As the demand for digital goods and services accelerates across Southeast Asia, vulnerabilities in both public and private systems are making the region a global hotspot for malicious cyber-attacks.
To protect data and infrastructure, organisations across Southeast Asia are investing heavily in cyber security services and solutions. Spending on cyber security in the region is rising by an average 15% per year.
There is a shortage of local skills and talent, however, and this creates a potential market opportunity worth A$7.3 billion for Australian cyber security businesses.
Austrade and AustCyber are helping ambitious Aussie firms get their foot in the door.
Since 2017 the two organisations have partnered to support the overseas ambitions of Australian cyber security companies. In August this year the two agencies commenced a formal collaboration plan that includes research, analysis and market-introduction programs.
One recent Austrade-AustCyber collaboration was a cyber security dedicated Singapore Landing Pad. Held from May to August 2019, this three-month residency was organised by Austrade and AustCyber to help small Australian cyber security companies understand markets in Southeast Asia, including regulations and market dynamics.
The Landing Pad objective: to provide a gateway for Australian cyber security companies into Asian markets.
A Singapore success story
According to a new report by Austrade and AustCyber, ‘Cyber Security Opportunities in the ASEAN region,’ the market for cyber security in the member countries of the Association of Southeast Asian Nations (ASEAN) is predicted to almost triple over the next five to six years.
The ASEAN region is set to become equivalent to the world’s fourth-largest economy by 2030. It encompasses developed markets such as Singapore and Malaysia, as well as large and growing markets like Indonesia, Thailand, Vietnam and the Philippines. In these developing markets, many institutions may be adopting cyber security services and solutions for the first time.
As a multinational financial centre and regional trade hub, Singapore alone is projected to have a cyber security market worth A$913 million by 2020. Earlier this year,Entersoft Security director and co-founder Paul Kang took part in one of Austrade’s Singapore Landing Pad programs. It included paid workshops and briefings, and introductions to industry players and allies.
Kang and his team were looking to establish a presence in the Southeast Asian region. He says the credibility they gained through participation in the Landing Pad made it much easier to build a rapport with locals.
“Our experience in Singapore has been amazing,” he says. “It’s one of the easiest places to set up – and there are great business incentives – but the biggest advantage we see is the opportunity to expand into other parts of Southeast Asia.”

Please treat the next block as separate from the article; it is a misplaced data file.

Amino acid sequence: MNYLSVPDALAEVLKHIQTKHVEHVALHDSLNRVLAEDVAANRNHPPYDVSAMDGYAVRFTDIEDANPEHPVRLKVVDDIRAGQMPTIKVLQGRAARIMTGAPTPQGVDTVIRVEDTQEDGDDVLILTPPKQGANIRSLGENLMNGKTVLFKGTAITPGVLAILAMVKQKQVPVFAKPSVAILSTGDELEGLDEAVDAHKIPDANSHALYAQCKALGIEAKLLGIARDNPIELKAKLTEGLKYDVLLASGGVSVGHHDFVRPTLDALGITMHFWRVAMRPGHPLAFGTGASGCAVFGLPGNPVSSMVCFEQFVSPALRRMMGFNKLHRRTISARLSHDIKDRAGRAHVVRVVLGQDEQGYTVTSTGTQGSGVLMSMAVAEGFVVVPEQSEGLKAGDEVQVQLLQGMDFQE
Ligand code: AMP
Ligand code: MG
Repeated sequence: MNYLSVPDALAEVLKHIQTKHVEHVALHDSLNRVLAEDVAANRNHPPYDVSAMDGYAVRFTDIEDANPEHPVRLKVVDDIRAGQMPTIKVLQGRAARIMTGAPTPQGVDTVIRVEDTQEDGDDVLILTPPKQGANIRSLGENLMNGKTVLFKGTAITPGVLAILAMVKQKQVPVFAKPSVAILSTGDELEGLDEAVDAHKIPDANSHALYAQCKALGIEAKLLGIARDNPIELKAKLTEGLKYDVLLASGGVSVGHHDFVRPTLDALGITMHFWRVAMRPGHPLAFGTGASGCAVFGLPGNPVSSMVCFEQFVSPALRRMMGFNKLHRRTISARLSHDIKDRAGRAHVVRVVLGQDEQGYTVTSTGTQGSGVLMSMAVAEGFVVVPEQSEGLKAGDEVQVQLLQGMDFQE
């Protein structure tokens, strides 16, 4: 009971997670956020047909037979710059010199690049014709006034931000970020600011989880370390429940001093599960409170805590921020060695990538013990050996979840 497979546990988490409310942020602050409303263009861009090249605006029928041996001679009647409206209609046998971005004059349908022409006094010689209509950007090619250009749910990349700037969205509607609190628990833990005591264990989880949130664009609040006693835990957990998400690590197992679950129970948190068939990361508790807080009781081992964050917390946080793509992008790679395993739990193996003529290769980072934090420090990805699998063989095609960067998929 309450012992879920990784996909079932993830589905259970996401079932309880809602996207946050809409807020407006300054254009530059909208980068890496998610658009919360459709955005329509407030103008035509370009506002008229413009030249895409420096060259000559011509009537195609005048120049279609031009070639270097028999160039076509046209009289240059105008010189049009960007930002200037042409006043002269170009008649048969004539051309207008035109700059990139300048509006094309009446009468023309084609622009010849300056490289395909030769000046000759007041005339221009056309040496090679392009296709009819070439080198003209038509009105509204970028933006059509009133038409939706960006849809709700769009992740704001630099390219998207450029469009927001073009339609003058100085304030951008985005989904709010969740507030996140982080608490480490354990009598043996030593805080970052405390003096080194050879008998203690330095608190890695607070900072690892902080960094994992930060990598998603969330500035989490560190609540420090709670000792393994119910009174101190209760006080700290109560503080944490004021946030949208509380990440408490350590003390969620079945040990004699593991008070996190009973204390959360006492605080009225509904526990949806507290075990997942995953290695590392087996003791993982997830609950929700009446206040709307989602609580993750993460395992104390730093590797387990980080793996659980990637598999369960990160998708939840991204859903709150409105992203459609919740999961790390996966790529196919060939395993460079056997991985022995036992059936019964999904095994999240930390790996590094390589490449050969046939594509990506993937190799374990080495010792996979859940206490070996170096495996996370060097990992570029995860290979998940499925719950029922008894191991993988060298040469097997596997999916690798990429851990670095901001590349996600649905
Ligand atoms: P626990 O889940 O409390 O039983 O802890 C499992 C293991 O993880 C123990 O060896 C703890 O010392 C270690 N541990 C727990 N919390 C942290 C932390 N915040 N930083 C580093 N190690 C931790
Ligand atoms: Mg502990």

A huge and diverse market for cyber security
The scale and opportunity of the ASEAN region are enormous, Kang says, as the technology landscape is changing so rapidly. This brings new threats from hackers who are “ … way ahead of organisations in terms of their security capabilities.”
One high-profile example is the 2018 attack on the records systems of Singapore’s largest healthcare organisation, SingHealth. Hackers gained illicit access to a front-end computer at Singapore General Hospital – most likely via a phishing email – and installed customised malware using open source tools to evade anti-virus software.
For four months the malware worked its way from computer to computer. It stole credentials such as usernames and passwords, until it accessed the Electronic Medical Record database.
From 27 June to 4 July, when the attack was first detected by administrators, the hackers stole the personal data of 1.5 million patients. The outpatient medical records of 160,000 people were stolen, including the medical records of Prime Minister Lee Hsien Loong.
Data breach costs to reach A$2.8 trillion in 2020
The SingHealth attack is just one of a spate of cyber attacks in a region where the global cost of data breaches to businesses is estimated to reach A$2.8 trillion by 2020.
“If you’re looking at scaling and growing globally, the ASEAN region presents a great opportunity for cyber security businesses, and it’s definitely worthwhile exploring,” Kang says. He adds that it’s important to “do your homework” by looking into local cyber security strategies and the problems and challenges they’re trying to solve.
“I think the best approach is to do your market research first: if you’re looking into some of the emerging markets, it’s very different to the way business is done in Australia,” he says.
For Kang, the Austrade Landing Pad has proved just that. Entersoft Security stayed on in Singapore and enrolled in a six-month scaleup program called Singapore ICE71. Co-founded by Singtel and the National University of Singapore, ICE71 is the region’s first cyber security hub for entrepreneurs.
Kang anticipates that Entersoft Security will set up a permanent office in Singapore by the end of 2019.
The Landing Pads program provides market-ready Australian startups and scaleups the opportunity to land and expand into major global innovation and startup ecosystems, including San Francisco, Tel Aviv, Shanghai, Berlin and Singapore.
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